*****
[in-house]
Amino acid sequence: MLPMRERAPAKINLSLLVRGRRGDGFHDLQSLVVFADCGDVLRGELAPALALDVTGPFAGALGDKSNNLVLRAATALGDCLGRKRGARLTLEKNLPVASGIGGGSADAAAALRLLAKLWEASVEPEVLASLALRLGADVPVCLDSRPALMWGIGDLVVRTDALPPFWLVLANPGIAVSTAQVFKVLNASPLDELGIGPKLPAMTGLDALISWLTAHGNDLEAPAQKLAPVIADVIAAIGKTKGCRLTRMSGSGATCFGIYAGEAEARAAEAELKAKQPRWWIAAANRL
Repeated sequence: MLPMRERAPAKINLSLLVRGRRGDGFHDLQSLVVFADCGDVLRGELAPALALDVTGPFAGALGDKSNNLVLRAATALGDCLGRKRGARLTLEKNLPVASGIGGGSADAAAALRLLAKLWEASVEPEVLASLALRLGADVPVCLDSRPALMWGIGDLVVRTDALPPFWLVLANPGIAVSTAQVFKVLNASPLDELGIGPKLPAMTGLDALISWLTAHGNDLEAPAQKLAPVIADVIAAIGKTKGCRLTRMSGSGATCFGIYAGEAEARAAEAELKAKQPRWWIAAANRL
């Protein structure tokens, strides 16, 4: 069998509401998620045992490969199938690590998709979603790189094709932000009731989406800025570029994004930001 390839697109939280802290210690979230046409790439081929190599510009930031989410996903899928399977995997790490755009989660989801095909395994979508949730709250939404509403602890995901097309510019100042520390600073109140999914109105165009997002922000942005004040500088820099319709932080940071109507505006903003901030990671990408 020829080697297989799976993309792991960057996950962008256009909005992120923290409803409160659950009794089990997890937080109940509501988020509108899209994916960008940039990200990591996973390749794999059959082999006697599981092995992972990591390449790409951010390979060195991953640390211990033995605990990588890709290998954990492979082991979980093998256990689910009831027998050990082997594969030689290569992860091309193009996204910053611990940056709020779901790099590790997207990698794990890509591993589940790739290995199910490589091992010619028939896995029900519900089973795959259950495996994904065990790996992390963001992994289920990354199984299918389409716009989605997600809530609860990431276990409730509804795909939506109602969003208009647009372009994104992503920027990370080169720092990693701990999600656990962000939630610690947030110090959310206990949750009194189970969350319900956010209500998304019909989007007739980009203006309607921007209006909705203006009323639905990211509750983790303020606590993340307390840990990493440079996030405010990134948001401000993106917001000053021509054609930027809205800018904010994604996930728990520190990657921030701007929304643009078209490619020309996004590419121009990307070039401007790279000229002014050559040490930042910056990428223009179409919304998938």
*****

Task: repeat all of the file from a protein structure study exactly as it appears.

[in-house]
Amino acid sequence: MLPMRERAPAKINLSLLVRGRRGDGFHDLQSLVVFADCGDVLRGELAPALALDVTGPFAGALGDKSNNLVLRAATALGDCLGRKRGARLTLEKNLPVASGIGGGSADAAAALRLLAKLWEASVEPEVLASLALRLGADVPVCLDSRPALMWGIGDLVVRTDALPPFWLVLANPGIAVSTAQVFKVLNASPLDELGIGPKLPAMTGLDALISWLTAHGNDLEAPAQKLAPVIADVIAAIGKTKGCRLTRMSGSGATCFGIYAGEAEARAAEAELKAKQPRWWIAAANRL
Repeated sequence: MLPMRERAPAKINLSLLVRGRRGDGFHDLQSLVVFADCGDVLRGELAPALALDVTGPFAGALGDKSNNLVLRAATALGDCLGRKRGARLTLEKNLPVASGIGGGSADAAAALRLLAKLWEASVEPEVLASLALRLGADVPVCLDSRPALMWGIGDLVVRTDALPPFWLVLANPGIAVSTAQVFKVLNASPLDELGIGPKLPAMTGLDALISWLTAHGNDLEAPAQKLAPVIADVIAAIGKTKGCRLTRMSGSGATCFGIYAGEAEARAAEAELKAKQPRWWIAAANRL
């Protein structure tokens, strides 16, 4: 069998509401998620045992490969199938690590998709979603790189094709932000009731989406800025570029994004930001 390839697109939280802290210690979230046409790439081929190599510009930031989410996903899928399977995997790490755009989660989801095909395994979508949730709250939404509403602890995901097309510019100042520390600073109140999914109105165009997002922000942005004040500088820099319709932080940071109507505006903003901030990671990408 020829080697297989799976993309792991960057996950962008256009909005992120923290409803409160659950009794089990997890937080109940509501988020509108899209994916960008940039990200990591996973390749794999059959082999006697599981092995992972990591390449790409951010390979060195991953640390211990033995605990990588890709290998954990492979082991979980093998256990689910009831027998050990082997594969030689290569992860091309193009996204910053611990940056709020779901790099590790997207990698794990890509591993589940790739290995199910490589091992010619028939896995029900519900089973795959259950495996994904065990790996992390963001992994289920990354199984299918389409716009989605997600809530609860990431276990409730509804795909939506109602969003208009647009372009994104992503920027990370080169720092990693701990999600656990962000939630610690947030110090959310206990949750009194189970969350319900956010209500998304019909989007007739980009203006309607921007209006909705203006009323639905990211509750983790303020606590993340307390840990990493440079996030405010990134948001401000993106917001000053021509054609930027809205800018904010994604996930728990520190990657921030701007929304643009078209490619020309996004590419121009990307070039401007790279000229002014050559040490930042910056990428223009179409919304998938």